Oil Stockpiles Fell 4.4 Million Barrels: EIA


Investing.com — U.S. oil stockpiles declined last week, confounding expectations, according to the Energy Information Administration.

Crude inventory fell by 4.4 million barrels last week after a 2 million-barrel increase the week before. Analysts tracked by Investing.com had expected a build of 1.27 million barrels for the week.

Hurricane Sally bore down on the U.S. Gulf Coast on Wednesday but was not expected to cause major damage to drilling and refinery operations, though a quarter of production in the region is shut down.

Oil stored at Cushing, Oklahoma, fell by 74,000 barrels after a build of 1.8 million barrels the prior week.

Oil prices jumped Wednesday morning after an industry estimate on Tuesday showed a surprising 9.5 million-barrel draw from inventory. West Texas Intermediate, the Crude Oil WTI Futures benchmark, rose 4%, to $39.83, and Brent Oil Futures, the international standard, rose 3.5%, to $41.98.

“While the crude draw itself is positive, given that it’s four times more than the build estimate, the ‘hidden’ number to me is last week’s production, which was up nearly a million barrels from output returning after Hurricane Laura.,” said Investing.com analyst Barani Krishnan, referring to last month’s storm. “We’re now at nearly 11 million bpd, just about 2 million shy of the March record high.”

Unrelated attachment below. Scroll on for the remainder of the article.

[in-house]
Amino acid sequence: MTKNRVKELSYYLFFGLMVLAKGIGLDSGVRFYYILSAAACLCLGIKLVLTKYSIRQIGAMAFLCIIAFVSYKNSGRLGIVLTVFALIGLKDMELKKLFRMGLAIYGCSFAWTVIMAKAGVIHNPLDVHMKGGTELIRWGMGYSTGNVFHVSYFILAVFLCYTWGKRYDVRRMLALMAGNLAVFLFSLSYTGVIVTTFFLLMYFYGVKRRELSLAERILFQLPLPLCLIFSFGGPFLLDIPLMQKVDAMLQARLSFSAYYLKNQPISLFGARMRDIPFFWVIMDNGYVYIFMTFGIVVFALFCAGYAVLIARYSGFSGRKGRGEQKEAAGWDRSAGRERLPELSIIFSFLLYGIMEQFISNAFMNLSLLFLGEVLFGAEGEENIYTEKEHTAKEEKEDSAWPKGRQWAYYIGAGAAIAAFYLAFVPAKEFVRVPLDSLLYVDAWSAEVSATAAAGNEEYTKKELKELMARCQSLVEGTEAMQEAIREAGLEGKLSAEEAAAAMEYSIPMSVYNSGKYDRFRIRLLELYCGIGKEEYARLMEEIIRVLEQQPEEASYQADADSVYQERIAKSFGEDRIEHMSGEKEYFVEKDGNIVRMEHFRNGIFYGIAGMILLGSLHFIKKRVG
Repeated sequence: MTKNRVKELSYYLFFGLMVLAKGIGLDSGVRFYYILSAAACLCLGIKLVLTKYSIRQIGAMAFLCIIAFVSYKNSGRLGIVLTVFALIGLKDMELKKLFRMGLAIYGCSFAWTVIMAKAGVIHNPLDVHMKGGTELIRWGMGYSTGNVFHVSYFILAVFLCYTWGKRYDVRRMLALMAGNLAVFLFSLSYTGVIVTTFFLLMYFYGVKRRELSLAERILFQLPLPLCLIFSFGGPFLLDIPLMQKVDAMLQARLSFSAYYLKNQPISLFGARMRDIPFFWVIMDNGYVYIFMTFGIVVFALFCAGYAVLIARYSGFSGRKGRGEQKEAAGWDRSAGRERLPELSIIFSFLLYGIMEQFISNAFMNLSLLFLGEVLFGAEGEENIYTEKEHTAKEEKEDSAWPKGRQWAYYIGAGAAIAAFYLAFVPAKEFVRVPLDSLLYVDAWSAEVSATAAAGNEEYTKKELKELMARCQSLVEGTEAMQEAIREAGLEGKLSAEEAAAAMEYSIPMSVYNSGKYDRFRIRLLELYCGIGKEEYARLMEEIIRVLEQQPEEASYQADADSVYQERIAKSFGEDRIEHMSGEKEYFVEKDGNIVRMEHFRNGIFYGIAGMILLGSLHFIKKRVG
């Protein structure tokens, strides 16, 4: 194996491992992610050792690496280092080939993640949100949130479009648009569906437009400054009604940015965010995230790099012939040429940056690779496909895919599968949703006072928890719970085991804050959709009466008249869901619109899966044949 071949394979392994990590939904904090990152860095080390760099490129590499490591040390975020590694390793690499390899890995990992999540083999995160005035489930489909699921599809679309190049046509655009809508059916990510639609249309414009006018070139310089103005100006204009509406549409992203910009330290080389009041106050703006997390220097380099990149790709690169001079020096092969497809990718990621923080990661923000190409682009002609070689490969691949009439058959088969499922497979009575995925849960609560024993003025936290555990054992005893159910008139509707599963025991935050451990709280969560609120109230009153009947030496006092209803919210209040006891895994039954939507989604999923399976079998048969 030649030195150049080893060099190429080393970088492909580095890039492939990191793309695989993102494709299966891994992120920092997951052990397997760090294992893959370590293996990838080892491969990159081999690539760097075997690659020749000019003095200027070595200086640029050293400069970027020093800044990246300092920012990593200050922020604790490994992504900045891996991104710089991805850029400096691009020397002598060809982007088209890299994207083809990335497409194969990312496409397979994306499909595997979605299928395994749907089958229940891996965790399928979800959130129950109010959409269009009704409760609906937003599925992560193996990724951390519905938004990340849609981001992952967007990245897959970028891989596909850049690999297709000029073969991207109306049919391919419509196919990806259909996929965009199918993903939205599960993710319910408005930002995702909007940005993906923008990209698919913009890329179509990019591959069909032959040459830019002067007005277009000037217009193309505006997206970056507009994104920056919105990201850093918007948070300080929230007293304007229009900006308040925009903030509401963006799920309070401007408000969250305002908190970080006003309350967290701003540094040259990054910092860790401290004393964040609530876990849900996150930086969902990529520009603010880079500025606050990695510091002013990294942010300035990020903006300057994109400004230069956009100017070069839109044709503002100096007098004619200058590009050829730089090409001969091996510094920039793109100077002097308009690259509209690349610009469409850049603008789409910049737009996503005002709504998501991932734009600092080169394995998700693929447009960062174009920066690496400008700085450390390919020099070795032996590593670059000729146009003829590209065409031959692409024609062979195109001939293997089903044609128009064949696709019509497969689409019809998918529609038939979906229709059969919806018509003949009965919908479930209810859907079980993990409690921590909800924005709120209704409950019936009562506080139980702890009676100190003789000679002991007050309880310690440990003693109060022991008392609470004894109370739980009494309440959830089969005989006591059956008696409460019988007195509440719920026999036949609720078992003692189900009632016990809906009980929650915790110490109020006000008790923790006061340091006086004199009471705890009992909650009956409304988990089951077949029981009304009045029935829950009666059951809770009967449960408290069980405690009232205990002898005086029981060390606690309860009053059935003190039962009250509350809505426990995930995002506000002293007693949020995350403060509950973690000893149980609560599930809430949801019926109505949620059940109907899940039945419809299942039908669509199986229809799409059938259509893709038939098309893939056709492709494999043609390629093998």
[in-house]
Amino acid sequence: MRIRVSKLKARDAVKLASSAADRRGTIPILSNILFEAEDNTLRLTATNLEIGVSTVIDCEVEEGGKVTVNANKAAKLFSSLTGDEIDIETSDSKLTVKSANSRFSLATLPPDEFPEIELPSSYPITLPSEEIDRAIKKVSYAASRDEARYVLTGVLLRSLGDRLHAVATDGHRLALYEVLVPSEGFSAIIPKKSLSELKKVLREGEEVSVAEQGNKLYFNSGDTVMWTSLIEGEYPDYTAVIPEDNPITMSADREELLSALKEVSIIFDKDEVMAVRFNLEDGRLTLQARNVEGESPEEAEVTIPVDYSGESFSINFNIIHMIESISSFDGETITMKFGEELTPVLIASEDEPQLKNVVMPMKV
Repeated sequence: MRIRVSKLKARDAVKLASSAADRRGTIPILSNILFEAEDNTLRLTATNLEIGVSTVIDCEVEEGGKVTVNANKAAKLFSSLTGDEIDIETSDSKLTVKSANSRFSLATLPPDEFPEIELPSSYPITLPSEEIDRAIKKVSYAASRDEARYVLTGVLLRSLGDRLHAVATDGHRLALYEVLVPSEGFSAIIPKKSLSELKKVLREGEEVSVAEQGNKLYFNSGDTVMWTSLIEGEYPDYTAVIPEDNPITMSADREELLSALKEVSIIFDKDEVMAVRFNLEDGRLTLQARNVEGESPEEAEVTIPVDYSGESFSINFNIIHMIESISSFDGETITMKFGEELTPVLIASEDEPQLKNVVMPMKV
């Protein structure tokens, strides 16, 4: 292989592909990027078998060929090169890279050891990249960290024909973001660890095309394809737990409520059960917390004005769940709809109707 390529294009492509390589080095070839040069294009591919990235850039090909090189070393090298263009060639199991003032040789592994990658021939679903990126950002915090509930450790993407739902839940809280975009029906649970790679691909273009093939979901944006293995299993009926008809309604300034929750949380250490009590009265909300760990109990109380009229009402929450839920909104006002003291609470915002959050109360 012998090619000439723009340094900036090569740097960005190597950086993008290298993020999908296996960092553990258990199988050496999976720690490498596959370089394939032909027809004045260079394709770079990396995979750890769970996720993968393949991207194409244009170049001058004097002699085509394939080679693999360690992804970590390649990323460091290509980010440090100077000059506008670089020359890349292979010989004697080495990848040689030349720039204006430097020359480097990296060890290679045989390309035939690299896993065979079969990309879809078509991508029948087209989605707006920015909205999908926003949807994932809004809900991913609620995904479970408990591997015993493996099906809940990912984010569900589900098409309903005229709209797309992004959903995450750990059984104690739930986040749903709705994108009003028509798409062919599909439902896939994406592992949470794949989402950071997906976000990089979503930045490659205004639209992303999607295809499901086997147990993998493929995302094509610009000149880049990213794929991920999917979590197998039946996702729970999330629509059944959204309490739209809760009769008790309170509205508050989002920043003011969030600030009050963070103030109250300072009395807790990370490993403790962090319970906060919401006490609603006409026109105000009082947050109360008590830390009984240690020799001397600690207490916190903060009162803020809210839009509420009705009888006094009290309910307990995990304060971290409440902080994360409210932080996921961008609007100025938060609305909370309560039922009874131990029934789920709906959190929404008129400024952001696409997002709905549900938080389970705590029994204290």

Krishnan added the current storm could cause additional outages and numbers could be distorted for another week or two. “I’d caution oil bulls as taking any of these numbers and running with them. For sure, with the end of the peak U.S. driving season and with work commute and flights still at a fraction of pre-pandemic levels, there is seriously no great story for fuel demand. The IEA has, accordingly cut its forecasts; OPEC+ has said it won’t do unilateral cuts to support prices and Libya could bring up to a million barrels more to the market if the peace process there holds.”


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